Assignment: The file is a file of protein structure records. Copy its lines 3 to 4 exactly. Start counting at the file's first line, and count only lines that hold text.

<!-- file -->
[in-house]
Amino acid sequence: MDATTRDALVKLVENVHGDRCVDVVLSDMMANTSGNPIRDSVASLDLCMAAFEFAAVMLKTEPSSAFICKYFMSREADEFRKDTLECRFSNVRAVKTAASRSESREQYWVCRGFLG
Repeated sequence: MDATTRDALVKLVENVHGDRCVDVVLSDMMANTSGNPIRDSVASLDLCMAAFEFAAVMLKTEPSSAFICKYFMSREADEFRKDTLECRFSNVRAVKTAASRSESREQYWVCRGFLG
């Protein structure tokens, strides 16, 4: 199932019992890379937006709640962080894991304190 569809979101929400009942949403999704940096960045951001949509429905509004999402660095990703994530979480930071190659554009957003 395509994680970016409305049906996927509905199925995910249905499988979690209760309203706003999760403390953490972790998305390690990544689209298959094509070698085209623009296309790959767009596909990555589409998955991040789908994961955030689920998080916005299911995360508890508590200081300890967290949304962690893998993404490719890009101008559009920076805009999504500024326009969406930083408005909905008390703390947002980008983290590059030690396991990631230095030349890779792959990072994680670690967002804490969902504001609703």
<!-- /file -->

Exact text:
Repeated sequence: MDATTRDALVKLVENVHGDRCVDVVLSDMMANTSGNPIRDSVASLDLCMAAFEFAAVMLKTEPSSAFICKYFMSREADEFRKDTLECRFSNVRAVKTAASRSESREQYWVCRGFLG
């Protein structure tokens, strides 16, 4: 199932019992890379937006709640962080894991304190 569809979101929400009942949403999704940096960045951001949509429905509004999402660095990703994530979480930071190659554009957003 395509994680970016409305049906996927509905199925995910249905499988979690209760309203706003999760403390953490972790998305390690990544689209298959094509070698085209623009296309790959767009596909990555589409998955991040789908994961955030689920998080916005299911995360508890508590200081300890967290949304962690893998993404490719890009101008559009920076805009999504500024326009969406930083408005909905008390703390947002980008983290590059030690396991990631230095030349890779792959990072994680670690967002804490969902504001609703």